Working on advancing social justice can blur the lines between personal life and work. It seems that “engaged” scholars are always “on” via research, activism, policymaking, advocacy, facilitation, education, and communication. Most of the time, it entails working closely with and for the community to make meaningful changes.
Through a discussion, scholars from different horizons will try to untangle the blurry lines of “engaged” research to deepen the roles, privileges, boundaries, benefits, dilemmas and challenges of being an “engaged” scholar in the hope of doing more quality research, but also having a better research-life balance.
Geneviève Grégoire-Labrecque is a PhD candidate in the Individualized Program (INDI). Her research examines the ways youth participation is understood, practiced, and experienced by youth and school staff in a youth-led and an adult-led school initiative on environment and climate change in two high schools in Montreal.
Vivek Venkatesh, PhD is a prolific, internationally renowned researcher and research-creator focused on building community resilience and tolerance against hate through a resolutely public pedagogical approach. He is the UNESCO co-Chair in Prevention of Radicalisation and Violent Extremism (UNESCO-PREV), President of the UNESCO Chairs Network in Canada, and Director of the Centre for the Study of Learning and Performance (CSLP) at Concordia University, where he is Full Professor of Inclusive Practices in Visual Arts in the Department of Art Education.
Jennifer Danquah is an educational scientist, research assistant & PhD Candidate who researches the interface between adult education and racism criticism. In lectures, workshops and seminars they pursue questions around the topic of racism. These can be questions as what is racism? How can we counter racism? But also questions concerning the connection between education and racism is a focus of their work. Their motto is to make science accessible and to stimulate joint learning.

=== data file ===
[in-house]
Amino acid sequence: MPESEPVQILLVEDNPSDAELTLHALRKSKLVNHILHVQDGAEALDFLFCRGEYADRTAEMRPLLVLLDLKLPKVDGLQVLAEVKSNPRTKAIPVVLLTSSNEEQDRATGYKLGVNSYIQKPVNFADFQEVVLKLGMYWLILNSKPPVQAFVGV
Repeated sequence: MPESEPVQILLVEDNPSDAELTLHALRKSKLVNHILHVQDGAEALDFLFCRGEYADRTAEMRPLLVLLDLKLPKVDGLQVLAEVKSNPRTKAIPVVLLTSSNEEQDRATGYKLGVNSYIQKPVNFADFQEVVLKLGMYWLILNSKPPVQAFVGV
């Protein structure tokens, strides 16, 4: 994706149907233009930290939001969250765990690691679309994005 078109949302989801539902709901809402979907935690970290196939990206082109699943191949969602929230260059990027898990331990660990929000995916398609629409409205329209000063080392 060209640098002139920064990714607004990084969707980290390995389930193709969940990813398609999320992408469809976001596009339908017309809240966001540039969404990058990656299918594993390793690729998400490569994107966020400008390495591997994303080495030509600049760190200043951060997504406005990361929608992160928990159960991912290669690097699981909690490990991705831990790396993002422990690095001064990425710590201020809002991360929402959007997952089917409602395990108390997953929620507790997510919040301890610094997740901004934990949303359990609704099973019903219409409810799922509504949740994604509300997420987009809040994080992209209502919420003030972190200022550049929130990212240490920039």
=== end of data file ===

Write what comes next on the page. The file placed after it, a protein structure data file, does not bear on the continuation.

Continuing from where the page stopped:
Kathleen Manionis a scholar-practitioner who bridges the gap between practitioner experiential knowledge, academic theory, and policy objectives. She is passionate about social justice, humanitarian issues, interdisciplinary perspectives and applied research. She is principally focused on children and young people’s wellbeing. Manion has a broad range of policy and practice experience in social work, community development, and interdisciplinary work. She strives to make complex concepts understandable and bring voice to research participants. Manion has a commitment to student-focused experiences designed to spark curiosity and build lifelong learning. Her projects touch on international social work, youth advocacy, child rights, protection, and wellbeing, homelessness, environmental justice and family violence.